Overview of Uremia

Uremia is a urinary tract infection (UTI) that causes a systemic infection that spreads throughout the body through the bloodstream. The severe effects of this systemic infection are called sepsis.

As many as 25% of sepsis patients are found to have a urinary tract infection as the source of the disease.

Uremia is very serious and can quickly become life-threatening. Even with rapid diagnosis and treatment, urosepsis can develop into an infection that is difficult to control with medication and supportive care. In the most severe cases, sepsis can lead to multisystem organ failure.

development of uremia

A urinary tract infection is an infection that affects the secretory urinary tract. The urinary tract includes the kidneys, ureters, bladder, and urethra. Any of these infections can cause discomfort, pain, frequent urination, and fever.

Most UTIs are considered lower urinary tract infections and affect the bladder (cystitis) and urethra (urethritis). Kidney (pyelonephritis) and ureteral infections are less common, they are usually more serious, and can be more harmful than low-grade UTIs.

Early identification of UTIs and appropriate treatment is the best way to prevent uremia. It is possible to develop urosepsis without first showing symptoms of a urinary tract infection or seeking treatment.

Urinary Tract Infection Symptoms

There are some common signs and symptoms of UTIs that you can experience in any combination. For example, some people may have a fever, while others may feel normal but may notice a change in the appearance of urine.

The most common signs and symptoms of UTIs include:

  • burning pain when urinating
  • pelvic pain or pressure
  • strong-smelling urine
  • Frequent urge to urinate
  • Urine discoloration

How to tell if you have a urinary tract infection

Symptoms of uremia are similar to those of sepsis and may include fever, increased heart rate, low blood pressure (low blood pressure), shortness of breath, and difficulty breathing.

risk factors for uremia

Anyone with a UTI can develop uremia, but certain factors make it more likely.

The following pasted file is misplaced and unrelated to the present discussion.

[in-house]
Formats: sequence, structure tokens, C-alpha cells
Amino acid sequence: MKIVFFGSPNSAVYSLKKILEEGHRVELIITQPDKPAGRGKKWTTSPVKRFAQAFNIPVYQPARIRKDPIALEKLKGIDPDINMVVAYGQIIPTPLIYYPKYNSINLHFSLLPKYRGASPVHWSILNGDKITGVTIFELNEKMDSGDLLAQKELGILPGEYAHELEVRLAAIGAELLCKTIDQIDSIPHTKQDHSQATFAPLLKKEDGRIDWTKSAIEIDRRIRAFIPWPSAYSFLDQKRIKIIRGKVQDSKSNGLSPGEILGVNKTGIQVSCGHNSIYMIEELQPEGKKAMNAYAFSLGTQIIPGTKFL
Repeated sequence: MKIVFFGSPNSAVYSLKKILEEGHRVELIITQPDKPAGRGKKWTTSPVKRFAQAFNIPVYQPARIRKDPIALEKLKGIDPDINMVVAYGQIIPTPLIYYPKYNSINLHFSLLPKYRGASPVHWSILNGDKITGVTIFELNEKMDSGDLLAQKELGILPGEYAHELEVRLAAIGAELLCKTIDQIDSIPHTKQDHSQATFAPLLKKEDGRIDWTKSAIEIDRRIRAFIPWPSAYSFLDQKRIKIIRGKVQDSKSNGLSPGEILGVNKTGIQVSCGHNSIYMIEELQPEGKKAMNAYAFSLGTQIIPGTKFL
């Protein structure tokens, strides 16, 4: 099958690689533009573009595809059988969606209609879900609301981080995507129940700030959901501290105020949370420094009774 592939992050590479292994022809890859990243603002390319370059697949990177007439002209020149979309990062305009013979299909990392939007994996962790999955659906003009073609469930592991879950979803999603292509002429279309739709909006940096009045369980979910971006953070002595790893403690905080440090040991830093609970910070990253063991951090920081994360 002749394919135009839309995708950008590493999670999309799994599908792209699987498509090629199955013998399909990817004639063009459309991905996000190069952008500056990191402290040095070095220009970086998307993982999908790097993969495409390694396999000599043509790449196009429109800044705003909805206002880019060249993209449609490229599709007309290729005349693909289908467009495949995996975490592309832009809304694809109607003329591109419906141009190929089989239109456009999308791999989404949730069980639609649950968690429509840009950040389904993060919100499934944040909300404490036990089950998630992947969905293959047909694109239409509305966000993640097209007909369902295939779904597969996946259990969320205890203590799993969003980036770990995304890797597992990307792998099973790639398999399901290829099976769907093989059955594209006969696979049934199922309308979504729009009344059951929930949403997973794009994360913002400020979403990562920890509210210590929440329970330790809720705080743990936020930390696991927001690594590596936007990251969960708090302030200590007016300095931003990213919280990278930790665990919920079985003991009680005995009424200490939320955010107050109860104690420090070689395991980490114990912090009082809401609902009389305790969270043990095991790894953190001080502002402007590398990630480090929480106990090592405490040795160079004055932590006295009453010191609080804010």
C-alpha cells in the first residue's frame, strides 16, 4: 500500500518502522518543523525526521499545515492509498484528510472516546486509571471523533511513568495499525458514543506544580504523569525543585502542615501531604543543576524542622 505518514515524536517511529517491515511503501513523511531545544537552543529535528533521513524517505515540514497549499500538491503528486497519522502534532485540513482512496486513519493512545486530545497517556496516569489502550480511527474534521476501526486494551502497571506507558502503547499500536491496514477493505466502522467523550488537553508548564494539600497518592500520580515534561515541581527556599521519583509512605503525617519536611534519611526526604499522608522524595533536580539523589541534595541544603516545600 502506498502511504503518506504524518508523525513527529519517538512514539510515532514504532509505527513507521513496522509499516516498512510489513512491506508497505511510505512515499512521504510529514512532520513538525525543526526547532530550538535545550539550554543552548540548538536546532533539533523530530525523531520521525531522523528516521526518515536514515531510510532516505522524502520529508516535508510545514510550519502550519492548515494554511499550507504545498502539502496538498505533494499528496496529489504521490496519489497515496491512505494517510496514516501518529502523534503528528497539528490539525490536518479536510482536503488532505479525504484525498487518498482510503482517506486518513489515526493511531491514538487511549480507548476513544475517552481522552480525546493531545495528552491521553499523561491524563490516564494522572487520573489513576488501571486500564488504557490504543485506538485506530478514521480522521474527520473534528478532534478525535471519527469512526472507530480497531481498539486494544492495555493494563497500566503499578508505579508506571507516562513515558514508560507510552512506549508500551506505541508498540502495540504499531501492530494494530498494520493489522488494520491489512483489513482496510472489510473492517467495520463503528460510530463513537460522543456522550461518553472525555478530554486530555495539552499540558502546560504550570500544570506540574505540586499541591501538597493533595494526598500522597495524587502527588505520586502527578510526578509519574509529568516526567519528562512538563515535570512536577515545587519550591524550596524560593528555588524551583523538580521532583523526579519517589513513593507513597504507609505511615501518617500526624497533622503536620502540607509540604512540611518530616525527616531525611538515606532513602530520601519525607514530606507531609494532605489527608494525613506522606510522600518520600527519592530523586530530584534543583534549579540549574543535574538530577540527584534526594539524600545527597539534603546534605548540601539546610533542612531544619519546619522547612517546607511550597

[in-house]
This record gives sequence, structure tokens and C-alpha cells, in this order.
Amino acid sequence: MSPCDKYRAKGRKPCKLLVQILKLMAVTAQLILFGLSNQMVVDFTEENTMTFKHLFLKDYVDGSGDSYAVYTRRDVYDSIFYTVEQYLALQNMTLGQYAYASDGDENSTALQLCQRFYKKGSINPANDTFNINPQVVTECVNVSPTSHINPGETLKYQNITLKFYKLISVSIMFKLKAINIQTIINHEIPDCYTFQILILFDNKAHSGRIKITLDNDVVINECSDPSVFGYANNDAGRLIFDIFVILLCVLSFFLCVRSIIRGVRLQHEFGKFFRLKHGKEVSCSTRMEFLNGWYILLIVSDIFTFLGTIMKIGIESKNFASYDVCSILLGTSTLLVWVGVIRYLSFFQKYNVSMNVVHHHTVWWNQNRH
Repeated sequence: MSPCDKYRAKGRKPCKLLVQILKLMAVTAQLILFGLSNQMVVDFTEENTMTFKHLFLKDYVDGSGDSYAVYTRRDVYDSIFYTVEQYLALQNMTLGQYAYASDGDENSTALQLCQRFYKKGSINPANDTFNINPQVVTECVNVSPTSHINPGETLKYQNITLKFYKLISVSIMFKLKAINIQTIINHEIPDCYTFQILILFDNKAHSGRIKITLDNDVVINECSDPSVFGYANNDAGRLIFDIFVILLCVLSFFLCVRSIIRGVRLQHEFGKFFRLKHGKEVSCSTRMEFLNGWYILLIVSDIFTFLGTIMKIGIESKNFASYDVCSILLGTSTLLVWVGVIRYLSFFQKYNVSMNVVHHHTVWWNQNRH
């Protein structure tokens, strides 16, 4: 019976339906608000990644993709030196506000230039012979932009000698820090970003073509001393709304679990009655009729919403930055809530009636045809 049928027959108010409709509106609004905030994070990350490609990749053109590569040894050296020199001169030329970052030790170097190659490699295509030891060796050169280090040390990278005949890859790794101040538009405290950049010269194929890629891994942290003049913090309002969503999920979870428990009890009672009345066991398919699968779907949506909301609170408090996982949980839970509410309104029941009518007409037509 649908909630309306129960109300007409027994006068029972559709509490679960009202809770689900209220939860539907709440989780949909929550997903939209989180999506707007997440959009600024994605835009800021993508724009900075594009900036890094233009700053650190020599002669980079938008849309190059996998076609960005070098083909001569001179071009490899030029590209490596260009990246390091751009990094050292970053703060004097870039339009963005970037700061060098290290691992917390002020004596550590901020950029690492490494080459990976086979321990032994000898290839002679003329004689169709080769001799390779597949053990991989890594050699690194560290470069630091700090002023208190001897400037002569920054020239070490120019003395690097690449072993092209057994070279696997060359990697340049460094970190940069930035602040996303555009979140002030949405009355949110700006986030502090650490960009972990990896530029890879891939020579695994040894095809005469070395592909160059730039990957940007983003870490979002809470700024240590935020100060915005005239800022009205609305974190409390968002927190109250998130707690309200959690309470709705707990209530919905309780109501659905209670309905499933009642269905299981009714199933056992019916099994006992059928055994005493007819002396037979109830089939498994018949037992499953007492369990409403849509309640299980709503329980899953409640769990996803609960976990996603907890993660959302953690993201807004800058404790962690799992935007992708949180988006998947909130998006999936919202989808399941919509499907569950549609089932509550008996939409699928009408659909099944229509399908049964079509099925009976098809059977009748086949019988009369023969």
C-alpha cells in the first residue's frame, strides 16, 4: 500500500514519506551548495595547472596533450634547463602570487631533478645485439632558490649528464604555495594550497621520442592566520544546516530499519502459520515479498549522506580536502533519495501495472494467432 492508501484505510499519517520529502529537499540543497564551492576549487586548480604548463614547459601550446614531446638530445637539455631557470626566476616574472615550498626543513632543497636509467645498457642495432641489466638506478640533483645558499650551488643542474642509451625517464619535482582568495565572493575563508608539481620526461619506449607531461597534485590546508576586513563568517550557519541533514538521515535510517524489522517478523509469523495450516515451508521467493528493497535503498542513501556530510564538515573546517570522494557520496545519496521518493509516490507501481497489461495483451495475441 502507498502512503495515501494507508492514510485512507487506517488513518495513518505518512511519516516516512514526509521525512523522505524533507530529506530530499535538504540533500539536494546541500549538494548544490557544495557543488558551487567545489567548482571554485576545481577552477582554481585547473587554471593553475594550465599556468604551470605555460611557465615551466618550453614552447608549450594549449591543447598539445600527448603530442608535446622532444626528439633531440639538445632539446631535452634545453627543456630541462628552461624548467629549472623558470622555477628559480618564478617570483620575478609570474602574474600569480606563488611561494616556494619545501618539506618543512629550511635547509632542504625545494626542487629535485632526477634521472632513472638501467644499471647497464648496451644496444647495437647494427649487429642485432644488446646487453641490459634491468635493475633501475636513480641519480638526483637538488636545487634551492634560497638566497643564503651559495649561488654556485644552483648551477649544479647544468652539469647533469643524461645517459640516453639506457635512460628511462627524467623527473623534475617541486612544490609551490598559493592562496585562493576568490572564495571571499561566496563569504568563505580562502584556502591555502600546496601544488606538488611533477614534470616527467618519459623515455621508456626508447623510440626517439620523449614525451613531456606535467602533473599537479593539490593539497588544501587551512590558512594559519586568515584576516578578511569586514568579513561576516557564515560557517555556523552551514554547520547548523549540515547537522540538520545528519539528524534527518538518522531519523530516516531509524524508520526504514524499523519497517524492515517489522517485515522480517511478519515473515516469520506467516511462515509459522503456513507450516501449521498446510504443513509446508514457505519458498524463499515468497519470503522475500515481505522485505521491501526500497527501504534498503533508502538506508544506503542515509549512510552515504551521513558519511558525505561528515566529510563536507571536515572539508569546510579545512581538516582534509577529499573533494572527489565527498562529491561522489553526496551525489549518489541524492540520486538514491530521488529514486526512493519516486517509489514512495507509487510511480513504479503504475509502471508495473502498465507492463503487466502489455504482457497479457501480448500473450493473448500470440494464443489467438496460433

These factors increase the risk of uremia:

  • have surgery
  • weakened immune system
  • kidney transplant
  • long illness
  • Recent UTI Diagnosis
  • History of recurrent urinary tract infections
  • history of uremia
  • Urinary system disease
  • old age
  • diabetes
  • frequent catheterization
  • most recent catheterization
  • Inability to completely empty the bladder
  • Indwelling (long-term) catheters
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Why urosepsis is more common after surgery

There are several common causes of postoperative urosepsis. You may have a urinary catheter placed during surgery, and it may be in place for hours or days after surgery.

Catheter placement is done using aseptic technique. However, the catheter is a foreign body, which means it is susceptible to bacterial contamination.

Certain types of surgery can further increase the risk of infection. Surgery in or near the urinary tract can increase the risk of subsequent urinary tract infections or uremia. Procedures such as kidney transplants, prostate surgery, and bladder surgery are known to increase the risk of developing uremia.

urinary tract infection after surgery


If you develop a urinary tract infection or uremia while the catheter is being placed, your catheter may be removed and replaced with a new one (if you still need one). The removed catheter may be sent to a laboratory to determine the type of infection.

In all cases, antibiotic therapy is required to treat uremia. Blood cultures and susceptibility are sometimes done to determine which antibiotic is most effective. Most people experience improvement in signs and symptoms within 72 hours of antibiotic treatment.

Ultrasound, computed tomography (CT) scan, or magnetic resonance imaging (MRI) may be needed to determine the source of infection.

Treatment of uremia largely depends on the severity of the disease. If you have mild symptoms, you can treat it effectively with antibiotics at home.

However, urosepsis may progress to septic shock. If you have signs of this complication, including confusion and organ failure, you may need to be admitted to an intensive care unit, and treatment may include intravenous antibiotics, blood pressure management, and assisted ventilation.